Box CEO Aaron Levie is known as one of the wittiest young tech leaders in the Valley.
His April Fool’s joke, with Dropbox as the butt, proves it.
The dig at Dropbox is subtle but unmissable.
In announcing that his file-sharing company is merging with payments processor Square to form a new company called Polyhedron, Levie makes fun of Dropbox’s acquisition of Mailbox, hinting that the only thing these two companies really have in common was the “box” in their names.
Levie also takes a shot at Samsung, a major Dropbox partner, which includes its file-sharing service on its Android smartphones.
Here’s the full text of the of the gag as it appears on Tumblr, with emphasis added:
We’re insanely excited to announce the merger of Square and Box, and the birth of Polyhedron.
I’ve been DMing Jack a lot lately, and when he does respond, every conversation inevitably leads to talking about shapes. Round shapes. Pointy shapes. 3D shapes. Thomas Friedman once said, “The world is flat.” Bullshit. Due to this shared belief that shapes are the source of all innovation and beauty, we simply knew we had to find a way to work together.
Serendipitously, around this time customers began telling us, “I want to be able to pay for things and share files. Why are these separate activities?” After hearing this almost multiple times, we realised we had to fit the pieces together.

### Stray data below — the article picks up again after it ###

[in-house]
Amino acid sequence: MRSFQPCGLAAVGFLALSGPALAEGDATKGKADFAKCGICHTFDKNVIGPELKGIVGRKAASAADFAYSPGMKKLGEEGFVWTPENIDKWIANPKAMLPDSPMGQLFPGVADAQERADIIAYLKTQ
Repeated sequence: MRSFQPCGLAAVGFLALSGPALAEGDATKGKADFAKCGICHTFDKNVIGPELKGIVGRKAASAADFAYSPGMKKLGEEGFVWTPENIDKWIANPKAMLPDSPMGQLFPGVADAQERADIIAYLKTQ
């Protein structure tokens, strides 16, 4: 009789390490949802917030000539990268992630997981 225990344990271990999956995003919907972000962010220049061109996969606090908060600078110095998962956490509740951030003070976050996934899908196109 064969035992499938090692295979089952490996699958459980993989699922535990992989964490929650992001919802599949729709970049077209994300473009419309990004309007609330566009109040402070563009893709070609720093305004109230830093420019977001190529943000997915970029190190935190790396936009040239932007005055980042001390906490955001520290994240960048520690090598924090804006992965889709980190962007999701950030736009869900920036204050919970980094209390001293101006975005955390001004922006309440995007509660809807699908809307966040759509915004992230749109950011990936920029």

Picture this: you’re at Starbucks, paying for your favourite latte on your phone with Square. While incredibly cool, it’s…well, a little two-dimensional. But suddenly, you want to share a completely unrelated file with your boss. Just last week, you would have had to open an entirely different app, your beverage growing cold in the process. No longer. Polyhedron brings the power of two insanely great shapes in one magical experience. Boom: new dimension.
Sometimes companies merge because of strategic fit, culture, and shared vision. And while we think these are certainly compelling reasons to join forces, sometimes the real strategic value is in similar names.
Sometimes 2 plus 2 equals 5. In this case it’s 4^N. We think customers will be delighted by this combination. This is just the beginning. In the future, we will look to aggressively roll up other shape-inclined companies. And while we’re biased towards right angles, that will not limit our ambitions.
After all, simplicity isn’t just about focus. It’s about disrupting traditional ways of thinking about all the shapes around us, and how these shapes can fit together.
Following Samsung’s lead, Jack and I will be looking for a third co-CEO, given that triangles are the optimal executive shape. Polyhedron will be located in Union Square in San Francisco.